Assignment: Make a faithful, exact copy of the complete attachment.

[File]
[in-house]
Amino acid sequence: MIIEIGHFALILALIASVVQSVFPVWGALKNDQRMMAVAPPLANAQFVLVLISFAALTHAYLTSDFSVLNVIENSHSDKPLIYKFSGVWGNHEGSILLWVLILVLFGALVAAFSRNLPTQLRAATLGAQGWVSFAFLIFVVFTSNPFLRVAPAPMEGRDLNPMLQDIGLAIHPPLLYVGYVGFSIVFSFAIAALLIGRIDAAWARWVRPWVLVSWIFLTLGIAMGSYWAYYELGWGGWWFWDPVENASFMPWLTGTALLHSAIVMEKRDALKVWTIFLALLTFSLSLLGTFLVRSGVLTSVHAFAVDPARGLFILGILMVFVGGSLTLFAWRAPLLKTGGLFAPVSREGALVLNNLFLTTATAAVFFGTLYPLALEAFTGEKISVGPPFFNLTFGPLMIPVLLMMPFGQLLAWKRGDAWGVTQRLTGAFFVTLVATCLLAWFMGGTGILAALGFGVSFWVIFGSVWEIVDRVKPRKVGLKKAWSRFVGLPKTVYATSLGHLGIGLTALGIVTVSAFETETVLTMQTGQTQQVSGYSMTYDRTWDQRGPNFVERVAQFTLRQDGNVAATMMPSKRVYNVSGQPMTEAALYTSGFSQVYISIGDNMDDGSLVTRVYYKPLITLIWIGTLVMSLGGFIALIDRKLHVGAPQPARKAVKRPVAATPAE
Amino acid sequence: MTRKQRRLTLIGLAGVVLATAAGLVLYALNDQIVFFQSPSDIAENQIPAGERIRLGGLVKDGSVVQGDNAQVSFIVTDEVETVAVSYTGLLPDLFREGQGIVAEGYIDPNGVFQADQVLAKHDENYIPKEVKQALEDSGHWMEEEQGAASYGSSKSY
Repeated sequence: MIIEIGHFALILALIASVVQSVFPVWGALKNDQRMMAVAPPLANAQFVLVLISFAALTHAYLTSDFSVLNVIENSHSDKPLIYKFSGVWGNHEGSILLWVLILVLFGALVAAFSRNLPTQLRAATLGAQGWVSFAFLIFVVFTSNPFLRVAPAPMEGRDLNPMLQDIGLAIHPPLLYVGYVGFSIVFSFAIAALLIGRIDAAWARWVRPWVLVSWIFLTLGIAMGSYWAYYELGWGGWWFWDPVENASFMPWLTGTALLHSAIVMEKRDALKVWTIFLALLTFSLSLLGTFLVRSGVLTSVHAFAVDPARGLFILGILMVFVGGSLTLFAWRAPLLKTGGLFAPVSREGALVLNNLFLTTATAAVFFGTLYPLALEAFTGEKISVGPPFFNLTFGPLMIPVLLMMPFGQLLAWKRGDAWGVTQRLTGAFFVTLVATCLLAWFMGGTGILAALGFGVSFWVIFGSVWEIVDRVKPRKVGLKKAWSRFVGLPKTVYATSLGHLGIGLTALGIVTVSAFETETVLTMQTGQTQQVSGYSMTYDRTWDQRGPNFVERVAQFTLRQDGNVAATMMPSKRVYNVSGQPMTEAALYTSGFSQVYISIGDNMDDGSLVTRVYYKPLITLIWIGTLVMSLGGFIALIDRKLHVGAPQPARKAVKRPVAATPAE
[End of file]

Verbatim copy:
[in-house]
Amino acid sequence: MIIEIGHFALILALIASVVQSVFPVWGALKNDQRMMAVAPPLANAQFVLVLISFAALTHAYLTSDFSVLNVIENSHSDKPLIYKFSGVWGNHEGSILLWVLILVLFGALVAAFSRNLPTQLRAATLGAQGWVSFAFLIFVVFTSNPFLRVAPAPMEGRDLNPMLQDIGLAIHPPLLYVGYVGFSIVFSFAIAALLIGRIDAAWARWVRPWVLVSWIFLTLGIAMGSYWAYYELGWGGWWFWDPVENASFMPWLTGTALLHSAIVMEKRDALKVWTIFLALLTFSLSLLGTFLVRSGVLTSVHAFAVDPARGLFILGILMVFVGGSLTLFAWRAPLLKTGGLFAPVSREGALVLNNLFLTTATAAVFFGTLYPLALEAFTGEKISVGPPFFNLTFGPLMIPVLLMMPFGQLLAWKRGDAWGVTQRLTGAFFVTLVATCLLAWFMGGTGILAALGFGVSFWVIFGSVWEIVDRVKPRKVGLKKAWSRFVGLPKTVYATSLGHLGIGLTALGIVTVSAFETETVLTMQTGQTQQVSGYSMTYDRTWDQRGPNFVERVAQFTLRQDGNVAATMMPSKRVYNVSGQPMTEAALYTSGFSQVYISIGDNMDDGSLVTRVYYKPLITLIWIGTLVMSLGGFIALIDRKLHVGAPQPARKAVKRPVAATPAE
Amino acid sequence: MTRKQRRLTLIGLAGVVLATAAGLVLYALNDQIVFFQSPSDIAENQIPAGERIRLGGLVKDGSVVQGDNAQVSFIVTDEVETVAVSYTGLLPDLFREGQGIVAEGYIDPNGVFQADQVLAKHDENYIPKEVKQALEDSGHWMEEEQGAASYGSSKSY
Repeated sequence: MIIEIGHFALILALIASVVQSVFPVWGALKNDQRMMAVAPPLANAQFVLVLISFAALTHAYLTSDFSVLNVIENSHSDKPLIYKFSGVWGNHEGSILLWVLILVLFGALVAAFSRNLPTQLRAATLGAQGWVSFAFLIFVVFTSNPFLRVAPAPMEGRDLNPMLQDIGLAIHPPLLYVGYVGFSIVFSFAIAALLIGRIDAAWARWVRPWVLVSWIFLTLGIAMGSYWAYYELGWGGWWFWDPVENASFMPWLTGTALLHSAIVMEKRDALKVWTIFLALLTFSLSLLGTFLVRSGVLTSVHAFAVDPARGLFILGILMVFVGGSLTLFAWRAPLLKTGGLFAPVSREGALVLNNLFLTTATAAVFFGTLYPLALEAFTGEKISVGPPFFNLTFGPLMIPVLLMMPFGQLLAWKRGDAWGVTQRLTGAFFVTLVATCLLAWFMGGTGILAALGFGVSFWVIFGSVWEIVDRVKPRKVGLKKAWSRFVGLPKTVYATSLGHLGIGLTALGIVTVSAFETETVLTMQTGQTQQVSGYSMTYDRTWDQRGPNFVERVAQFTLRQDGNVAATMMPSKRVYNVSGQPMTEAALYTSGFSQVYISIGDNMDDGSLVTRVYYKPLITLIWIGTLVMSLGGFIALIDRKLHVGAPQPARKAVKRPVAATPAE